How to stream Google Stadia games on non-Pixel devices without Google Chrome’s desktop mode [Root]

How to stream Google Stadia games on non-Pixel devices without Google Chrome’s desktop mode [Root]

Google’s cloud gaming service is finally live after months of waiting. To sum up the launch, it’s fair to say that Google overpromised and underdelivered with Stadia. Still, despite the fact that many features are missing at launch, shipment and codes were delayed for many users who pre-ordered, and games aren’t running at the promised 4K60 quality, the service itself seems to work pretty smoothly.

I haven’t had the chance to play games on it yet, but XDA Contributor Max Weinbach is satisfied with Stadia so far. He shared his Buddy Pass with me so I can try Stadia out when I’m traveling next month, but I don’t plan on bringing the Pixel 4 with me because of its poor battery life. Unfortunately, Google requires you have the Pixel 2, Pixel 3, Pixel 3a, or Pixel 4 if you want to stream games directly to your smartphone using the Android app. It’s possible to launch games using Google Chrome in desktop mode, but unfortunately, controllers don’t work this way. Thus, I wanted to see if I could trick the Stadia app to let me play games on any Android device. Fortunately, it’s quite easy to do. Here’s how.



  • Google Stadia app installed. Requires Android 6.0+.
  • Android device rooted with Magisk.
  • (Optional) Either a PC with ADB installed or a terminal emulator application on your phone.

The easiest way to enable Stadia support is to simply open Magisk Manager and install this Magisk Module that I made. Alternatively, you can manually set the system properties by following these steps:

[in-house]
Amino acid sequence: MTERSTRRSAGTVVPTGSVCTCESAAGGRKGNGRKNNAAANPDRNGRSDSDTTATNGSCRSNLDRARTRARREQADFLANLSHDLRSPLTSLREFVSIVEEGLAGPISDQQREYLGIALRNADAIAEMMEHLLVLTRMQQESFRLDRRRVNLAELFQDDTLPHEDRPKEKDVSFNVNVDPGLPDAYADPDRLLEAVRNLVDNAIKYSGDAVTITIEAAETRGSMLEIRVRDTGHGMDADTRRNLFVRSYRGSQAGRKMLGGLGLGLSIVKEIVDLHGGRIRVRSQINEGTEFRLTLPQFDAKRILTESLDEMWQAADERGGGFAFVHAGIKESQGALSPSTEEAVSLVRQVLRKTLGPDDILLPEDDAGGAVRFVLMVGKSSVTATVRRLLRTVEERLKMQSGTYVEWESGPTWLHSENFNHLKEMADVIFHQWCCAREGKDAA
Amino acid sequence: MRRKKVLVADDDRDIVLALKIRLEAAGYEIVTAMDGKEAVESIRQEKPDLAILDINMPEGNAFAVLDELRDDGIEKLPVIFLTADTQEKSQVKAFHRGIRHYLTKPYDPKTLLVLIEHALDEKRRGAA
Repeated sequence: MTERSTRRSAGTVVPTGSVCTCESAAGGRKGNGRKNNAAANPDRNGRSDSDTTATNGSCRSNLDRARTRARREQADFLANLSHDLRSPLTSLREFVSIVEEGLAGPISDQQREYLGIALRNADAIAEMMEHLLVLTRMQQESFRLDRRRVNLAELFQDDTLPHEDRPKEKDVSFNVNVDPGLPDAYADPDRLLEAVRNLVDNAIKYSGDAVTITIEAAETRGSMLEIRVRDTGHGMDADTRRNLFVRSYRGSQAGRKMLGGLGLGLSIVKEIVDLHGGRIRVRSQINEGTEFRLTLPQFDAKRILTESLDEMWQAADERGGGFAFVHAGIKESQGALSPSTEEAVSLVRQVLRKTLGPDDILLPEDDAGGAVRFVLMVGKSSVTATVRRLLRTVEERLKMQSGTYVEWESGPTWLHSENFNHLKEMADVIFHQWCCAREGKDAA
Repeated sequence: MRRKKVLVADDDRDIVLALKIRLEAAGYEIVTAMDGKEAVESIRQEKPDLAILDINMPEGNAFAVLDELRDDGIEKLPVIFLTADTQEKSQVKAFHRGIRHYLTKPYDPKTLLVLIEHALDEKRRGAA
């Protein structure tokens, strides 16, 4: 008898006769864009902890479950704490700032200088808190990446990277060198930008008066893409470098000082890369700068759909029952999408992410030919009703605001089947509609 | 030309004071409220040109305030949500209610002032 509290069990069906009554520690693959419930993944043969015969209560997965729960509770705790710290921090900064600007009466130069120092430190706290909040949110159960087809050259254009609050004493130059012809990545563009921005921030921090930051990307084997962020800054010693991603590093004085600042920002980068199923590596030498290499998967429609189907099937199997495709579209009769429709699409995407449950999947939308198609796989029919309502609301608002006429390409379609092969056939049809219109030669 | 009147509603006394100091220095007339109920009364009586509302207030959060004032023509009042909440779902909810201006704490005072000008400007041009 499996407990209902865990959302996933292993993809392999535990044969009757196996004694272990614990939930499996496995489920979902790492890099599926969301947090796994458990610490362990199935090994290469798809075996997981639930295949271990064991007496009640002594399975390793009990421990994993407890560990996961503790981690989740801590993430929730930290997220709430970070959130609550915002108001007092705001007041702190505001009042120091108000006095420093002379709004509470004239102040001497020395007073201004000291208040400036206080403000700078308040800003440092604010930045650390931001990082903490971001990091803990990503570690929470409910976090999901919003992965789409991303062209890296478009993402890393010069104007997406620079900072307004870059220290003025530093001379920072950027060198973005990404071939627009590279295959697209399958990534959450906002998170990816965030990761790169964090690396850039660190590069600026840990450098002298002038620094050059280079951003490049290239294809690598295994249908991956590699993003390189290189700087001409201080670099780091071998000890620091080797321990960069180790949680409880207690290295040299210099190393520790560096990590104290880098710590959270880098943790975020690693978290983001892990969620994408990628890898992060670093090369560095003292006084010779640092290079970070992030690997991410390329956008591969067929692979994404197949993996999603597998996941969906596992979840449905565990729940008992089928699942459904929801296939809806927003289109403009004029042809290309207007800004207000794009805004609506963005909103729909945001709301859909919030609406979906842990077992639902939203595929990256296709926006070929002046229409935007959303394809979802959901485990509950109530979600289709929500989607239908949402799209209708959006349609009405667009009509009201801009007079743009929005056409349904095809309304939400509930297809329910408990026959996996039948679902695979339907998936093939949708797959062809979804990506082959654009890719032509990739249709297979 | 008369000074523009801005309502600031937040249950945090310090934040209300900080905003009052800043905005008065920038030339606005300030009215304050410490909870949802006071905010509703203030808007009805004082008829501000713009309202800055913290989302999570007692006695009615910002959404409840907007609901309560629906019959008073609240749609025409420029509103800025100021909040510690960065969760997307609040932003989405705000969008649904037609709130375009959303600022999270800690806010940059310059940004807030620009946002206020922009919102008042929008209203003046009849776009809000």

1. Open MagiskManager and look for the MagiskHide Props Config module.
  2. Install the module and reboot your phone.
  3. Now, type the following command in ADB shell or your terminal application to enter MagiskHide Props Config’s command-line interface:
  4. Type “5” to add/edit custom props.
  5. Type “n” to add a new custom prop.
  6. Type “ro.product.model” to set this prop.
  7. Type “Pixel 4” to set it as the value for “ro.product.model
  8. Type “y” to accept the prop change.
  9. Type “n” because we don’t want to reboot just yet.
  10. Now, repeat steps #5-8, but this time set “ro.product.manufacturer” to “Google“.
  11. Finally, reboot your phone. Once you boot back up, check that “ro.product.model” and “ro.product.manufacturer” are set to “Pixel 4” and “Google” respectively by entering the following commands:
    getprop ro.product.model[[!!]]getprop ro.product.manufacturer

Now, you should be able to launch games in Stadia on any Android phone! We tested this on the OnePlus 7 Pro as you can see in the featured image shown above. The Stadia app only checks two system properties to determine if your device is eligible to stream games. We’re spoofing just these two properties so the Stadia app will think it’s running on Google’s Pixel 4. It’s a very simple tweak, but I wouldn’t be surprised if it breaks with a future update to the Stadia app. We’ll update this article if the tutorial needs to be adjusted, but we hope that Stadia rolls out to other Android devices soon so that won’t be necessary.

About author

Mishaal Rahman
Mishaal Rahman

I am the former Editor-in-chief of XDA. In addition to breaking news on the Android OS and mobile devices, I used to manage all editorial and reviews content on the Portal.

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